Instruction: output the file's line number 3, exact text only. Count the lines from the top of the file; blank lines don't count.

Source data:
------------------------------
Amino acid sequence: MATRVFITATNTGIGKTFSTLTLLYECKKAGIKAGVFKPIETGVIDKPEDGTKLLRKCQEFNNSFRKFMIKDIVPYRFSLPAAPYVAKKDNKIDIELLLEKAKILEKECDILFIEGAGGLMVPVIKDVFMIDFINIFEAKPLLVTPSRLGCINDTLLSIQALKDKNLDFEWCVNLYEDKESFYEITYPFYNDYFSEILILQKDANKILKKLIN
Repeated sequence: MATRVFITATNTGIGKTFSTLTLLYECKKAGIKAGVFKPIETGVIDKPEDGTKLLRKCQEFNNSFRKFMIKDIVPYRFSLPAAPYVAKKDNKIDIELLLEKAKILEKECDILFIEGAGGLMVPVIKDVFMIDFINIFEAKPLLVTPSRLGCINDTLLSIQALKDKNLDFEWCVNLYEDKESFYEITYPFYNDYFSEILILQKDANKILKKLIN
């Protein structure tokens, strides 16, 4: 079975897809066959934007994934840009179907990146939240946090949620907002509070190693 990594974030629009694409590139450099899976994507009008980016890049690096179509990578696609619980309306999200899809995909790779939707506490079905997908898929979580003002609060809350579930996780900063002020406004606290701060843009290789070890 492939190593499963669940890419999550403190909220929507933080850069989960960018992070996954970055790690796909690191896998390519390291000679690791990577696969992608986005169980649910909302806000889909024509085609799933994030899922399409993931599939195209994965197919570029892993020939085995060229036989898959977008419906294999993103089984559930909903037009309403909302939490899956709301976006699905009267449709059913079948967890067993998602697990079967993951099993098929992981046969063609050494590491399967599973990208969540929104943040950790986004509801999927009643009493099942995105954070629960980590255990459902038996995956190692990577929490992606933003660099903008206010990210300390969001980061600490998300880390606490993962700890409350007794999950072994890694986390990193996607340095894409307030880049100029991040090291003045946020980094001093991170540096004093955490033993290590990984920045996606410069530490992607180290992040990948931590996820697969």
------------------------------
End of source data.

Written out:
């Protein structure tokens, strides 16, 4: 079975897809066959934007994934840009179907990146939240946090949620907002509070190693 990594974030629009694409590139450099899976994507009008980016890049690096179509990578696609619980309306999200899809995909790779939707506490079905997908898929979580003002609060809350579930996780900063002020406004606290701060843009290789070890 492939190593499963669940890419999550403190909220929507933080850069989960960018992070996954970055790690796909690191896998390519390291000679690791990577696969992608986005169980649910909302806000889909024509085609799933994030899922399409993931599939195209994965197919570029892993020939085995060229036989898959977008419906294999993103089984559930909903037009309403909302939490899956709301976006699905009267449709059913079948967890067993998602697990079967993951099993098929992981046969063609050494590491399967599973990208969540929104943040950790986004509801999927009643009493099942995105954070629960980590255990459902038996995956190692990577929490992606933003660099903008206010990210300390969001980061600490998300880390606490993962700890409350007794999950072994890694986390990193996607340095894409307030880049100029991040090291003045946020980094001093991170540096004093955490033993290590990984920045996606410069530490992607180290992040990948931590996820697969």